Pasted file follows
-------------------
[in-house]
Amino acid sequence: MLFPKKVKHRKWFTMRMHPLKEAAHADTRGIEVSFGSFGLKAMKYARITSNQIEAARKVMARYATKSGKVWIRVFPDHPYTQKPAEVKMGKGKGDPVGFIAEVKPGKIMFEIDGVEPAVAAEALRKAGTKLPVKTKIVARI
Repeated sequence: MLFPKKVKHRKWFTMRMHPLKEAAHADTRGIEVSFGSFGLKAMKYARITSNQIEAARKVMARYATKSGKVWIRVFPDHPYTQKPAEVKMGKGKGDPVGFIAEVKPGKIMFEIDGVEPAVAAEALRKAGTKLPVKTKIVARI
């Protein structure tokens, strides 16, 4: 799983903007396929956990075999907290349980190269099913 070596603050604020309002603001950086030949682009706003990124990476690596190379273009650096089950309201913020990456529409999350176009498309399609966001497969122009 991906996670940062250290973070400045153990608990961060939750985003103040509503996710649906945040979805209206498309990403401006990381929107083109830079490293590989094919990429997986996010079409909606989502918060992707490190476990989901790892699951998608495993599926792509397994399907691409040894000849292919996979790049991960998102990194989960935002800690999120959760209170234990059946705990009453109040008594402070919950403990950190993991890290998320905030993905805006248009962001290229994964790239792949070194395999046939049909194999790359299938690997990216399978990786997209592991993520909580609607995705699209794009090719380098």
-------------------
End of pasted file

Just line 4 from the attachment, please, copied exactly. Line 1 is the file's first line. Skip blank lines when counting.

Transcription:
């Protein structure tokens, strides 16, 4: 799983903007396929956990075999907290349980190269099913 070596603050604020309002603001950086030949682009706003990124990476690596190379273009650096089950309201913020990456529409999350176009498309399609966001497969122009 991906996670940062250290973070400045153990608990961060939750985003103040509503996710649906945040979805209206498309990403401006990381929107083109830079490293590989094919990429997986996010079409909606989502918060992707490190476990989901790892699951998608495993599926792509397994399907691409040894000849292919996979790049991960998102990194989960935002800690999120959760209170234990059946705990009453109040008594402070919950403990950190993991890290998320905030993905805006248009962001290229994964790239792949070194395999046939049909194999790359299938690997990216399978990786997209592991993520909580609607995705699209794009090719380098």